‘The fee should never be an issue with clients’

‘The fee should never be an issue with clients’

If investors feel they are getting value for money then the fee should never be an issue with clients, an adviser has claimed.

Tim Morris, IFA at Russell & Co Financial Advisers, said: “In terms of fee pressures, these aren’t new. And I don’t believe we are competing against self-service platforms. These have been popular for well over a decade. 

“The key is always value for money. If people believe they are getting value for money, the fee should never be an issue.”

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His comment came as the Embark Investor confidence barometer revealed that only 61 per cent of advisers surveyed agreed they were confident in their ability to charge enough, compared with 80 per cent last year. 

The confidence barometer, which is a twice yearly survey which asked 251 financial advisers, found that confidence in the future of the advice market fell from 81 per cent to 69 per cent this year.

Jamie Drewett, group head of distribution at Embark, said:  “Our results suggest some advisers may be going through a turbulent – even a confusing – time. If clients are highly satisfied with their adviser, and if the last couple of years has even helped to boost appreciation of the value of advice, why aren’t they feeling more optimistic?

“Anecdotally, advisers are telling us that price pressure from the self-serve market, rising professional indemnity and FCA costs, and even the weight of Mifid compliance, are affecting confidence.”

The survey also found that male advisers in particular were less optimistic than their female counterparts. 

Confidence among men in their ability to continue to charge enough was 53 per cent with 31 per cent neutral, whilst among female advisers confidence was 75 per cent with 11 per cent neutral.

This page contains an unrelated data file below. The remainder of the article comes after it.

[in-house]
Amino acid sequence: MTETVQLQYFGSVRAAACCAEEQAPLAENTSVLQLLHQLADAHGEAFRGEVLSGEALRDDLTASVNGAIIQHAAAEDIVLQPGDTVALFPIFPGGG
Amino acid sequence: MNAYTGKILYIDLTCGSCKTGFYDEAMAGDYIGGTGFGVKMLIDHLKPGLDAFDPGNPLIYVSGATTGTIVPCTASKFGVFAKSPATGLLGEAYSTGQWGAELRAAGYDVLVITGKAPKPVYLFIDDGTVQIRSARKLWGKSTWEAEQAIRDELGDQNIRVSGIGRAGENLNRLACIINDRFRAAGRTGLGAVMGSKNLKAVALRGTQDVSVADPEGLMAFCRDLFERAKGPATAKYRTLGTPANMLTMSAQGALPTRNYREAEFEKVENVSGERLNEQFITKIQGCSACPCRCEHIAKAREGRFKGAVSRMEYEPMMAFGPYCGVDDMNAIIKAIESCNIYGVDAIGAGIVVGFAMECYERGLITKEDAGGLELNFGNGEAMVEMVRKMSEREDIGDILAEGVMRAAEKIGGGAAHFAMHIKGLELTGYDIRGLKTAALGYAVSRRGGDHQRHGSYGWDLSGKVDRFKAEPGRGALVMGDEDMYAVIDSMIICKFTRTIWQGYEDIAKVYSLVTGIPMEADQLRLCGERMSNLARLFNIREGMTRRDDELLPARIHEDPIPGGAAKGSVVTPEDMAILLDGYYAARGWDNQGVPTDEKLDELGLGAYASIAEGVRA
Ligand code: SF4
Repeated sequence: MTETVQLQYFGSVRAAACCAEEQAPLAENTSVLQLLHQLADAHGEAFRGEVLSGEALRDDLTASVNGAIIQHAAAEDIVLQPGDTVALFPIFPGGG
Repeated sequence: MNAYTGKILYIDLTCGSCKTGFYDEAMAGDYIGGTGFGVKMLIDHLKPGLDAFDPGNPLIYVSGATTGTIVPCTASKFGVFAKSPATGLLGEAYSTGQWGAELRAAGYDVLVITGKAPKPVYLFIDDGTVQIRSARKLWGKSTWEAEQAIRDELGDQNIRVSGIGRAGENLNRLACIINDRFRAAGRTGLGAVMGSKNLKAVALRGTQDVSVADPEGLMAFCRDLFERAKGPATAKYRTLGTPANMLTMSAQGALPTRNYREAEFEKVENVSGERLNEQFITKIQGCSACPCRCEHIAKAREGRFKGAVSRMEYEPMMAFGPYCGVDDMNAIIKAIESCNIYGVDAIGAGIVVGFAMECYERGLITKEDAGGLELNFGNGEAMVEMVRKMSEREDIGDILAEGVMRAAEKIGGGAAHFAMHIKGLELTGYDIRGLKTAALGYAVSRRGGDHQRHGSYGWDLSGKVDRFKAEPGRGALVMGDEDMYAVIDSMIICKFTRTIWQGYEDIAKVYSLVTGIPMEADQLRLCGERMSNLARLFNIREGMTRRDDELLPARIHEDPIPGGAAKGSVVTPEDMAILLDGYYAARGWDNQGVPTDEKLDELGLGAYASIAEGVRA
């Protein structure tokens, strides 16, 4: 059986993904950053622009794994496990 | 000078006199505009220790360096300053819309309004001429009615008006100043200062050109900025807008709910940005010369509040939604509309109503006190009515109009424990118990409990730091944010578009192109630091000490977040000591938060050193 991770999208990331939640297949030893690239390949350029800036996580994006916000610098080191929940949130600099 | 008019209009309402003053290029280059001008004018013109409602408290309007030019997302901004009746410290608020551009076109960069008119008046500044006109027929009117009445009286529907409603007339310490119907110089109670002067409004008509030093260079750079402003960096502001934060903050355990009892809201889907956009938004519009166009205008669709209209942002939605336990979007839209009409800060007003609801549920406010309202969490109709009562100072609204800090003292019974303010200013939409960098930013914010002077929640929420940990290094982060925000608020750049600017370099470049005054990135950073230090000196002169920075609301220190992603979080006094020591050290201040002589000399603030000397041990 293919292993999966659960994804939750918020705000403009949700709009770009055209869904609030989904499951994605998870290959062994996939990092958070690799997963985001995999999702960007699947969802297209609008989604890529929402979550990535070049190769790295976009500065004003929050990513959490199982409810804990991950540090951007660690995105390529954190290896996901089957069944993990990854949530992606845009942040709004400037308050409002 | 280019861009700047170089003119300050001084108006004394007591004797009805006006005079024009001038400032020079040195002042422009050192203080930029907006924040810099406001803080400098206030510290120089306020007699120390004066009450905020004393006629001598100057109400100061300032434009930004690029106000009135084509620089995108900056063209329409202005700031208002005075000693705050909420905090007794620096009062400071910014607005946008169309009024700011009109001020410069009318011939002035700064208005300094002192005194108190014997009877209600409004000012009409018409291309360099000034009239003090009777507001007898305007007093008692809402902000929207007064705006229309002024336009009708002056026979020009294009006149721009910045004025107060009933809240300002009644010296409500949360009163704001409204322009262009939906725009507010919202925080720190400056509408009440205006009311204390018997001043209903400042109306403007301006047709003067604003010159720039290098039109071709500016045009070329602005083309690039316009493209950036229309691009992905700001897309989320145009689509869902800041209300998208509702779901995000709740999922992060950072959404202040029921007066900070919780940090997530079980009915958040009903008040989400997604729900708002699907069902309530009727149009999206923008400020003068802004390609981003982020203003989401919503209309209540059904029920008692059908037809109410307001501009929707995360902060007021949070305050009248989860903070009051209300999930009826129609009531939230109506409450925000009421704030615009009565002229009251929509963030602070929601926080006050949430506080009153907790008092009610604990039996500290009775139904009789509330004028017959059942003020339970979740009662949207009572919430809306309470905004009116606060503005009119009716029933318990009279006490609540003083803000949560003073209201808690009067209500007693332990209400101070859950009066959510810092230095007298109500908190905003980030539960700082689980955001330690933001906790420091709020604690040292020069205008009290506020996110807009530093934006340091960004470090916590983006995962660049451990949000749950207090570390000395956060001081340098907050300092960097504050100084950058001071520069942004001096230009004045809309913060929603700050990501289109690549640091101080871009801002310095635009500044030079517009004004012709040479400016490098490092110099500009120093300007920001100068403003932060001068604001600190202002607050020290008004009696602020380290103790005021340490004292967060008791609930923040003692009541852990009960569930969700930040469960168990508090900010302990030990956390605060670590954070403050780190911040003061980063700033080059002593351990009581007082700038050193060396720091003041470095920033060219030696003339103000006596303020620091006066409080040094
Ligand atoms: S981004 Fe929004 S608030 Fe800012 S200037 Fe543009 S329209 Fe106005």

Morris added: “Interesting that female advisers are more optimistic. This could reflect the conversations they have with clients. Not wanting to generalise, yet I do think us males are generally more product and investment driven. 

“Working alongside female advisers helped me develop my soft skills.”

Advised investors' satisfaction up 

Embark’s research revealed that record numbers of investors are satisfied with their financial advisers, despite adviser confidence falling over fears about the future of the market and their ability to remain profitable.

The research asked 250 advised consumers between 35 and 70 with a minimum of £100k investible assets and 503 non-advised consumers in the same range. 

It found more than three quarters (85 per cent) of advised investors surveyed were satisfied with their financial adviser, while only 4 per cent described themselves as dissatisfied. 

This marked a significant increase from the previous barometer, in which 68 per cent reported satisfaction, and 8 per cent  said that they were dissatisfied.

Justin King, chartered financial planner at MFP Wealth Management, said: “Great news that customers are happy. Regarding the “advisers are worried about the future”, advisers need to look at the clients they love to work with and deeply understand the significant value that they bring to those clients.